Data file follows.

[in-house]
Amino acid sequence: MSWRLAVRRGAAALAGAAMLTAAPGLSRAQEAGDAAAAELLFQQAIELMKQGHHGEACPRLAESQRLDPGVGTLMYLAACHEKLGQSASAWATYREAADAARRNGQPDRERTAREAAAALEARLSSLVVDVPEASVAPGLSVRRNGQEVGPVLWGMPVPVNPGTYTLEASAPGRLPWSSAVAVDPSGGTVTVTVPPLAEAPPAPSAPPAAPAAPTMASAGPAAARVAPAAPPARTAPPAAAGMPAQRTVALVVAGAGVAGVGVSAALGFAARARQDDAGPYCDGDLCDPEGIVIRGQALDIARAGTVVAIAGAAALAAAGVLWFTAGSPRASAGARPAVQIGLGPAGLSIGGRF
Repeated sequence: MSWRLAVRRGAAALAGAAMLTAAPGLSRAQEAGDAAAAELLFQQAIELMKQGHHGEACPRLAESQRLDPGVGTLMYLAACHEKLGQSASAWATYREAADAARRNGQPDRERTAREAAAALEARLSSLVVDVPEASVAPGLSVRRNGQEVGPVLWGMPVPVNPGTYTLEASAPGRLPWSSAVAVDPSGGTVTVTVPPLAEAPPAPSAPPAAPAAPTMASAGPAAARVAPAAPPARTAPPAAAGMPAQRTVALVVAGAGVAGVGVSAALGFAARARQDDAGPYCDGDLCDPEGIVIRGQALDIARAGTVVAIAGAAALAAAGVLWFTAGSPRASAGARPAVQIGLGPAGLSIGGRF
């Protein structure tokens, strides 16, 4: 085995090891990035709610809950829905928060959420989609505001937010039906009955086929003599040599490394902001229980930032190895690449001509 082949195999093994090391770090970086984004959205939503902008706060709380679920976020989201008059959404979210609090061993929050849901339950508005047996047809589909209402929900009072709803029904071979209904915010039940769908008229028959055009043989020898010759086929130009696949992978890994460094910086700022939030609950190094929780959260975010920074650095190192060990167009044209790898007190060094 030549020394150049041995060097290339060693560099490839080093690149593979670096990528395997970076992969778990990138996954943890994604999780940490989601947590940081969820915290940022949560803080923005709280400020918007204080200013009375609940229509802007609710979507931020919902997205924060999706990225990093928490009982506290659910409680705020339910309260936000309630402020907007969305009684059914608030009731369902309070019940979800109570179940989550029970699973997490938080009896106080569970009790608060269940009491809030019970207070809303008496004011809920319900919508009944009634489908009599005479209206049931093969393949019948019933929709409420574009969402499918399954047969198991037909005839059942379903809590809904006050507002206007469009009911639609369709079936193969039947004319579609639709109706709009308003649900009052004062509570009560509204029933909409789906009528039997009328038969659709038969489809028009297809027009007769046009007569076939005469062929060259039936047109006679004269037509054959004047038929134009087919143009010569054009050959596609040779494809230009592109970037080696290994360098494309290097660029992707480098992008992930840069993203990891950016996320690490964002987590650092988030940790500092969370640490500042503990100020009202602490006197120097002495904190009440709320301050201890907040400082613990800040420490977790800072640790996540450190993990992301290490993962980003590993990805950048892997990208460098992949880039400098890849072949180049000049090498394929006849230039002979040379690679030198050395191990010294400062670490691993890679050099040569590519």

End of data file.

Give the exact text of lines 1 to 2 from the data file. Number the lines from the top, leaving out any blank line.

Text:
[in-house]
Amino acid sequence: MSWRLAVRRGAAALAGAAMLTAAPGLSRAQEAGDAAAAELLFQQAIELMKQGHHGEACPRLAESQRLDPGVGTLMYLAACHEKLGQSASAWATYREAADAARRNGQPDRERTAREAAAALEARLSSLVVDVPEASVAPGLSVRRNGQEVGPVLWGMPVPVNPGTYTLEASAPGRLPWSSAVAVDPSGGTVTVTVPPLAEAPPAPSAPPAAPAAPTMASAGPAAARVAPAAPPARTAPPAAAGMPAQRTVALVVAGAGVAGVGVSAALGFAARARQDDAGPYCDGDLCDPEGIVIRGQALDIARAGTVVAIAGAAALAAAGVLWFTAGSPRASAGARPAVQIGLGPAGLSIGGRF